At the point when I was fired from my homecare nursing job in 2017, I was working between 48-60 hours per week. I had two patients through my main job and one that I worked with every other week through a second job. 
I was extremely physically ill as well as having my usual health problems at the point when the sleeping incident occurred. My coordinator reasoned that since I had contracted the illness from the patient I worked with three nights a week, I could continue working with him since I couldn't re-infect him as he was already infected. This illness was respiratory in nature, either flu or bronchitis. 
I had been having more and more trouble staying awake for a full twelve hours prior to the incident that cost me my job. 
I didn't feel that I could be honest about my health problems with my coordinator. He would often talk about how they were going to get rid of the nurse who worked the four-day week with my main patient and have me take over her shifts. This woman had lupus and so tended to have to take time off. I would often end up covering some of her shifts. Given the way the coordinator talked about replacing her, I didn't feel like I could be honest about my own health problems.
My coordinator had a very demanding personality and working for that company came to feel like I was in an abusive marriage. When I applied for work with a company where I would be doing a different kind of nursing, my coordinator called me outside of business hours while I was with a patient to cuss me out and tell me that I needed to commit to the company because they only gave regular cases to nurses they could "depend on."
I pointed out that I wasn't looking to change jobs, just to diversify and to have a fallback for the down-times that are inevitable with homecare. He reiterated that they needed to be able to rely on me to be faithful to the company or they couldn't offer me full-time work. 
I said "fine, put me on PRN then."
He didn't expect that answer. 
I ended up with three different coordinators begging me to commit to the company. They offered me a raise. I ended up doing what they wanted, but part of me knew that it was a mistake. I don't like controlling partners, and this company had become a controlling partner.
I'm monogamous in romantic partnerships. An employment situation is an open marriage, as far as I'm concerned. I have no shame in admitting that I'm going to go with the employer that offers me the best deal and that I'm always on the lookout for a better deal. If employers want to keep employees, they need to treat them right. 

Now, I want to examine a factor which comes to me courtesy of the absolutely corrupt, massively fucked up, batshit insane healthcare system in the United States.
When I only had hypothyroidism to deal with, I could roll with whatever crap-ass insurance an employer offered. I only had to get lab draws once a year. I now have a myriad of other health problems, including diabetes and glaucoma. I have to get labs done quarterly. I have to have two specialized eye exams every year.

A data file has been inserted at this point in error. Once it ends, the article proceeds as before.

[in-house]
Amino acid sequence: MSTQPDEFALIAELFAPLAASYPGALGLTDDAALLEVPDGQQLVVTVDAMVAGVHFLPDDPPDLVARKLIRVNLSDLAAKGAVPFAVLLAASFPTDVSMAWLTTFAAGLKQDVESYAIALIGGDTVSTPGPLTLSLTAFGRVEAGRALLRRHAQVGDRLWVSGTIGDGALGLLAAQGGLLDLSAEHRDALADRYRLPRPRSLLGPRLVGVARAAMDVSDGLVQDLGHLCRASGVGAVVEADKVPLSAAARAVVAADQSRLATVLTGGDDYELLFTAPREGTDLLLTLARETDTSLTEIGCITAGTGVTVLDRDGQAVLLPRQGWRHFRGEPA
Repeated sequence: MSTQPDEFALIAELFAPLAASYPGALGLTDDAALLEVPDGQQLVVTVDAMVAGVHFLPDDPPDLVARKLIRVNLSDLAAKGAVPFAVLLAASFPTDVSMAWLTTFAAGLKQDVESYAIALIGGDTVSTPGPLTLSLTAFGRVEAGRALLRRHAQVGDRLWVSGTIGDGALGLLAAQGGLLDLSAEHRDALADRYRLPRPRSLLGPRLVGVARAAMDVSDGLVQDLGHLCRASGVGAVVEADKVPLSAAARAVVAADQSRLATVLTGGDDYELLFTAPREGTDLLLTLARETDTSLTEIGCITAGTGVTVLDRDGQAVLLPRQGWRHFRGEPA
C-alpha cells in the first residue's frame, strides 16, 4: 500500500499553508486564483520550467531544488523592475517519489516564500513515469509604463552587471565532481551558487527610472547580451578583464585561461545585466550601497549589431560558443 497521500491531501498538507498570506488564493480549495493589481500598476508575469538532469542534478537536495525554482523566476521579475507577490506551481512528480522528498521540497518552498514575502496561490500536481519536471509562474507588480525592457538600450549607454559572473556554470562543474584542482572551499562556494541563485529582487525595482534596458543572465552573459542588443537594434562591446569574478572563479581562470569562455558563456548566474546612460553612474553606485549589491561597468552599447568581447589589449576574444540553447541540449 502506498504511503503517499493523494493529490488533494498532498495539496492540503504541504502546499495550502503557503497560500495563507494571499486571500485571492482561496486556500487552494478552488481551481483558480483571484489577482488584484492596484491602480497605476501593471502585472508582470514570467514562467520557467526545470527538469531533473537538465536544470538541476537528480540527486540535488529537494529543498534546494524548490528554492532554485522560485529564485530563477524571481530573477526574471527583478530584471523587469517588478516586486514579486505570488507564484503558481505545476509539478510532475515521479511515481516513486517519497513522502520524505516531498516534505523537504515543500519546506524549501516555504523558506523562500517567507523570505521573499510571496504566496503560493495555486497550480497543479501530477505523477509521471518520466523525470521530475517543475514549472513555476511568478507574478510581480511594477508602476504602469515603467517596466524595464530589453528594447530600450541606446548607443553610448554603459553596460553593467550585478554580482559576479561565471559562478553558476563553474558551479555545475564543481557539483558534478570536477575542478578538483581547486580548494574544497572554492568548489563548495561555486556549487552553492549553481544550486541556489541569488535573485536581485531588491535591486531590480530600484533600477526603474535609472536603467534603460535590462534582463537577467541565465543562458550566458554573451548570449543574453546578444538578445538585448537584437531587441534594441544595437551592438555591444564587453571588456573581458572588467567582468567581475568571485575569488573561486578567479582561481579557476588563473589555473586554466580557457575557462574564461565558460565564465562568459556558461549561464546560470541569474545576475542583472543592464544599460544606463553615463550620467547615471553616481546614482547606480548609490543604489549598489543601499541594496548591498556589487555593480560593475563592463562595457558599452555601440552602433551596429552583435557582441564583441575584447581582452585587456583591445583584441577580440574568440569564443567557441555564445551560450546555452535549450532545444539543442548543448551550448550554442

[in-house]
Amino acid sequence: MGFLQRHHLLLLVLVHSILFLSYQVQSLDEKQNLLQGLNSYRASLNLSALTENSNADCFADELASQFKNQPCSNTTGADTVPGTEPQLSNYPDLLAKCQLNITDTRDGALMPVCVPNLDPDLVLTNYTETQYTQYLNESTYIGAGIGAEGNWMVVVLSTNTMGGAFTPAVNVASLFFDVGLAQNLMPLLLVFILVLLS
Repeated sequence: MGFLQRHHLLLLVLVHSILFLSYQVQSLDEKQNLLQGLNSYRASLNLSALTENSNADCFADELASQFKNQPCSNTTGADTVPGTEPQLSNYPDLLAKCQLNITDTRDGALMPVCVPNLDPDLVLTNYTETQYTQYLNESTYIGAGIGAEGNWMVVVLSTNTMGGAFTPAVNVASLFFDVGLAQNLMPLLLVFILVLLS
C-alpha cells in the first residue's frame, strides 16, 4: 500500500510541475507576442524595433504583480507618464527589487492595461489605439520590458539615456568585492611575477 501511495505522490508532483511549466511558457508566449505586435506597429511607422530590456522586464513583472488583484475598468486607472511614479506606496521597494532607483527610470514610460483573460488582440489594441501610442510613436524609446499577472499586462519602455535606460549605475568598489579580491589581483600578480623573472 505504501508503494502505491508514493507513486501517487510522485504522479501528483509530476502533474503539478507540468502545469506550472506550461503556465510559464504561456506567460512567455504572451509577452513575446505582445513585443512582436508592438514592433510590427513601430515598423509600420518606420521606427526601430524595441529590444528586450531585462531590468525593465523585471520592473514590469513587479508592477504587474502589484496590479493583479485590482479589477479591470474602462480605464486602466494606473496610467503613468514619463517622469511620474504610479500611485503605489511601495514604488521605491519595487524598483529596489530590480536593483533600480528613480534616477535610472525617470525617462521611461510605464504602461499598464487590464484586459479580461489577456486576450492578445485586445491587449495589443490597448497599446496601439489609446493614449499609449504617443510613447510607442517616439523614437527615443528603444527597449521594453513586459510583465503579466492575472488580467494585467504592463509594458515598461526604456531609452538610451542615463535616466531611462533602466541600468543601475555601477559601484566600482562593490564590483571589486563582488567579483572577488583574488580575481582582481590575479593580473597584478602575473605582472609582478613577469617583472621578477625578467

There are a lot of (shitty) insurance plans out there. Most employers offer full-time employees some sort of shitty insurance.
Most doctors take one variety of shitty insurance but not others.
I don't know what sort of insurance this employer offers. I will ask them today and see if it's a plan that my current provider takes.
If not, I either can't work full time so as not to lose Medicaid, or I have to work full time and then buy shitty insurance from the healthcare marketplace. If I suffer further reversals in my health and have to apply for Medicaid again, there will be a waiting period. Anything not covered by the shitty, high-cost insurance will have to be paid for out of pocket. 
The cutoff I can earn on a monthly basis and keep Medicaid is $1000 a month.
Put that in your pipe and smoke it.
Thing is, once I get through paying the $250 per month on the low-end premium for the shitty health insurance, plus paying for doctor visits and medications, I might be just as well off continuing to work part-time so I can keep Medicaid. 
So, tell me again how we don't need universal healthcare and how everyone who receives Medicaid and/or SNAP is "lazy." Everything costs so fucking much that sometimes people don't have a choice.
I don't qualify for SNAP because I refuse to liquidate my 401K from the job that I had for close to 11 years. If I don't touch it until retirement age, it will be worth $50,000. I want to leave that to my son when I go tits up. If I liquidate it now, I lose about $18,000 of it. That doesn't sound like a very good deal to me. Consequently, I'm hungry a lot.
So, yeah, we folks who have to make use of the welfare programs are really riding high on the hog. 
The welfare queen is a myth.
It is unconscionable to punish people for being sick or disabled. In fact, I think it's downright evil.
You know what's hard to do when you're hungry?
Be motivated.
Be hopeful.
Work hard.
You know what else is shitty?
Looking down on people who choose to work in service professions such as non-high-end food-related jobs, i.e. bartenders, waitstaff, counter help, and delivery personnel. Believing that people in such jobs don't deserve to make a living wage. Thinking it's okay to insist that people in service jobs and other humble professions should work their asses off and come away with nothing. 
Thinking that it's fine to have a servitor class that gets treated like shit is a hallmark of a failed society.
Which gets back to my problem.

I don't really want to go back into caregiving.
I really don't want to go back into caregiving.
Really, I don't want to go back into caregiving.

There may be some benefits from doing so. The question is, do the negative factors outweigh the positive ones?
I kind of think they do.
I like the freedoms that my current job provides.
You know what I would be cool with doing overnight?
House-sitting. Pet sitting. Like, for cats. Or cute little dogs. Or friendly big dogs.

I might be interested in doing pediatric homecare again, but with the black mark on my license following the incident which led to my firing, I don't think I'll ever get another job in that area.
I honestly don't want to do elder care anymore. I did it for more than twenty years. I kind of think that should buy me some kind of reprieve.